03/02/2023, 09.15
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The stellar accounts of the Uzbek visa

by Vladimir Rozanskij

Simplified procedure with disbursements of at least one million dollars. Risk of the country becoming a big money-laundering machine. Russian oligarchs in the front row. The EU is not immune to the practice of visas in exchange for investments. In Turkey, citizenship for 5,000 and the opening of bank accounts.

Moscow (AsiaNews) - The authorities of Uzbekistan have decided to grant permanent residence visas and citizenship to foreigners in exchange for significant investments, a widespread practice in many countries.

Uzbek citizenship will be given under a simplified procedure to individuals who conclude financial deals in the country, putting money into projects worth the equivalent of at least one million dollars. Renowned scholars, sportsmen and women, and cultural and art workers will also be given priority.

These amendments to the law 'On the Citizenship of the Republic of Uzbekistan' have been put up for public discussion in society, and many observers believe they could turn the country into a major money laundering machine, with even the danger of ending up under secondary sanctions.

The amendments do not clarify which 'one million projects' secure citizenship, and what parameters they must meet. This is an extension of concessions that have been in place since 2019, when it was intended to attract foreign companies with strong investment incentives, including family members with the issuance of 'financial visas'.

Already since then, foreigners investing from million upwards are granted visas in a very short time.

There is also the possibility of obtaining a permanent permit for citizens of specific countries by purchasing real estate in Uzbekistan, which thus becomes one of the most attractive countries for money laundering.

The desire is obviously to find every way to support the strong development of Uzbek society by reducing the state's debt, increasing jobs and the number of qualified specialists.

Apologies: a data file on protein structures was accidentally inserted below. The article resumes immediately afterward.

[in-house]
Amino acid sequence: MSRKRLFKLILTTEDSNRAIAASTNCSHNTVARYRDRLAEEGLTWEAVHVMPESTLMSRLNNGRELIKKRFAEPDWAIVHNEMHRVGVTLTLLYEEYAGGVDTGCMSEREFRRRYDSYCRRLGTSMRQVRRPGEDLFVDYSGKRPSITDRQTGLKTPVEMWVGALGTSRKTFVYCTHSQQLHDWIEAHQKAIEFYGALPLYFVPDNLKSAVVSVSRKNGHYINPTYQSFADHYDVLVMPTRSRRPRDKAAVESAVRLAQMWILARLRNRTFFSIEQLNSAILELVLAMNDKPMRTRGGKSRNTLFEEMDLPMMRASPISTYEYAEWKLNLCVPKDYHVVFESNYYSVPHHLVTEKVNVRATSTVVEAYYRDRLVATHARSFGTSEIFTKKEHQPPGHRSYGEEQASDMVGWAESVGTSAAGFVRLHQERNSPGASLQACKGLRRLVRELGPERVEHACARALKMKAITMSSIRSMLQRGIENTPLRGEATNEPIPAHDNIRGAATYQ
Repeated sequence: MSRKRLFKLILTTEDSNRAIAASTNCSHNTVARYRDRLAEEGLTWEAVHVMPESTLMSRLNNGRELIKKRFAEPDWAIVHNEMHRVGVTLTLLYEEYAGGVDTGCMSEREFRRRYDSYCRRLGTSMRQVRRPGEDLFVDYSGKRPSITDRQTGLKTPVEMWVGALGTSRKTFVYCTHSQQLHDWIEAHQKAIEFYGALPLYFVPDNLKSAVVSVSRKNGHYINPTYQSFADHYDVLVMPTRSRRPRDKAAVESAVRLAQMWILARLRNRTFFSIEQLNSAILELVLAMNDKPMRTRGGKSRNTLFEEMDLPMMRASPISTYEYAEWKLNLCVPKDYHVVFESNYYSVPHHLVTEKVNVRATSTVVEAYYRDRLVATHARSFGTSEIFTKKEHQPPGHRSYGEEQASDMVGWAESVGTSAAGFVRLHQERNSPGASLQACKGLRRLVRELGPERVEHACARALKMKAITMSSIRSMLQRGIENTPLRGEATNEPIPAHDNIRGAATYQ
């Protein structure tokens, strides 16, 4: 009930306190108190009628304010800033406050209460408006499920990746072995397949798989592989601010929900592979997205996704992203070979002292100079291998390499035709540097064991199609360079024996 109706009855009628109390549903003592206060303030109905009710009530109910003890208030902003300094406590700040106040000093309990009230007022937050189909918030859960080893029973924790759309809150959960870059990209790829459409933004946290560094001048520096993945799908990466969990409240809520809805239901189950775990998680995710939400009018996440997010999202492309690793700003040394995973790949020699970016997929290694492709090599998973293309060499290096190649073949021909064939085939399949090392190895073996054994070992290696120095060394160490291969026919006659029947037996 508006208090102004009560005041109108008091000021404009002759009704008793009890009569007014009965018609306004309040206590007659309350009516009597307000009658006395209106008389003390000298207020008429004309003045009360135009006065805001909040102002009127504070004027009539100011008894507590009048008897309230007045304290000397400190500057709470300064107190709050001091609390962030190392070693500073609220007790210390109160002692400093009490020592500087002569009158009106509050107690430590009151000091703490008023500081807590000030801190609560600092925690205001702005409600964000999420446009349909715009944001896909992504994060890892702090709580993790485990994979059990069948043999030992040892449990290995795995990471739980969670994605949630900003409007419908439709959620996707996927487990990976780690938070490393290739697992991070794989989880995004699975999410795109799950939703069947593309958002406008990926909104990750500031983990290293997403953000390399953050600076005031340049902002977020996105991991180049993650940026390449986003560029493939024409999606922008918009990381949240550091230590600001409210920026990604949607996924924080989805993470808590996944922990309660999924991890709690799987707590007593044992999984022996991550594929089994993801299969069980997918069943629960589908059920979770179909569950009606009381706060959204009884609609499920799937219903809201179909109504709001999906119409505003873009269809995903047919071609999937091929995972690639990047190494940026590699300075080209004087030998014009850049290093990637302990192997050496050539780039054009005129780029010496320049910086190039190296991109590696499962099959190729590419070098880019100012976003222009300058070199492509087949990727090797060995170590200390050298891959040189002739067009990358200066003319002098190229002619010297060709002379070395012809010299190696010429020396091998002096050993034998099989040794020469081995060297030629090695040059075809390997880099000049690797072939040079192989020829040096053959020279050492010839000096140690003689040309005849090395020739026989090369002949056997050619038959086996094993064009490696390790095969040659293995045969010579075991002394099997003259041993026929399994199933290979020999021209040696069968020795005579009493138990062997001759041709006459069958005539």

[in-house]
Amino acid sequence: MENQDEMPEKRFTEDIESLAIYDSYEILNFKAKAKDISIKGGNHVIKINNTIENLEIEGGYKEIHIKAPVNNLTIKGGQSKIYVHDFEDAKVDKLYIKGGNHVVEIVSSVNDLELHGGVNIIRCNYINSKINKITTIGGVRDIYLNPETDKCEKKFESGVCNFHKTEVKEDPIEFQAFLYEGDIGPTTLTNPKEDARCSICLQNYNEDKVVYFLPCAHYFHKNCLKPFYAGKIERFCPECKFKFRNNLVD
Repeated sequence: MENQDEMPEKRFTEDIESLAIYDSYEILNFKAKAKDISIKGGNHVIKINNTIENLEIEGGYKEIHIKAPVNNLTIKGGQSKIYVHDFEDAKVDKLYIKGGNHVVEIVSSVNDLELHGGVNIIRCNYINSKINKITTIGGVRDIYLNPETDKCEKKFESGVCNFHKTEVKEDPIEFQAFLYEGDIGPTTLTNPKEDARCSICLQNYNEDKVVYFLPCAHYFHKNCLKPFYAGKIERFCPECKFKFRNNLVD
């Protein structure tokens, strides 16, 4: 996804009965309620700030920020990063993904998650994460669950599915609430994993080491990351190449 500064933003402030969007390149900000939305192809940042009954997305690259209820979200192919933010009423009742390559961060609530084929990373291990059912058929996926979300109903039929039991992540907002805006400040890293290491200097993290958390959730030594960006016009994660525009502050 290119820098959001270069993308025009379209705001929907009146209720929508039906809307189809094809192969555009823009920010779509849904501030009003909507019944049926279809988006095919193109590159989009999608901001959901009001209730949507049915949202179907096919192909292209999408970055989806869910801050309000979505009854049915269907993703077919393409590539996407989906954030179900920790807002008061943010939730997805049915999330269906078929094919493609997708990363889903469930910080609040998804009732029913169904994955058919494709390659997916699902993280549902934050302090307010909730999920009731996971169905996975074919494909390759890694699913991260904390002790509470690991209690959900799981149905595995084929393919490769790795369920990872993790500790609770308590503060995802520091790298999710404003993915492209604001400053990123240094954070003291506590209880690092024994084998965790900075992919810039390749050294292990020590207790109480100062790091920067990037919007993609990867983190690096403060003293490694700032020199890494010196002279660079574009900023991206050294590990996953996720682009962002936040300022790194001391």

A former Uzbek diplomat and journalist now living in Switzerland, Alisher Taksanov, is one of the most insistent in pointing out the risk of criminal drift in state finances. He observes that 'according to statistics, in recent times the increase in Uzbekistan's financial trade and exchanges mainly concerns Russia; the authorities in Tashkent are asking the EU to lift the sanctions on Usmanov, Putin's Uzbek oligarch, and at this very moment they want to give citizenship to the big investors... these do not seem to me to be coincidences of chance'.

In practice 'they want to turn Uzbekistan into an offshore paradise, to clean up Russian capital, that of the sanctioned oligarchs', according to Taksanov: 'Mirziyoyev is playing with fire, to defend his friend Putin'. Tashkent has always attracted foreigners because of its mild climate, low property prices and similarly low taxes, at 12% as in Russia.

The other Central Asian countries have not yet introduced such favourable practices for foreigners, particularly Russians; at best, they are stuck with visas for money, and Uzbekistan is becoming the de facto regional leader in the citizenship trade. In Kazakhstan, 'shortened' citizenship is reserved only for native Kazakhs from other countries.

Citizenship in exchange for investment is a widespread practice in the world: over the last decade, more than 27 billion dollars have been allocated for this purpose in the EU member states, especially in Greece, Malta, Bulgaria and Portugal, despite a certain amount of opposition from European leaders. The suspicion of money laundering manoeuvres to hide corruption and escape taxation in their home countries remains strong.

One of the countries most willing to welcome foreign investments today is Turkey, to which Russians, Belarusians and Ukrainians are pouring in. Here too, the authorities in Ankara are making the procedures for obtaining visas easier in exchange for funds, granting citizenship for 5,000 and opening bank accounts. The Turkish opposition complains that 'even terrorists can become our fellow citizens', which in some cases already seems to be the case in Uzbekistan.

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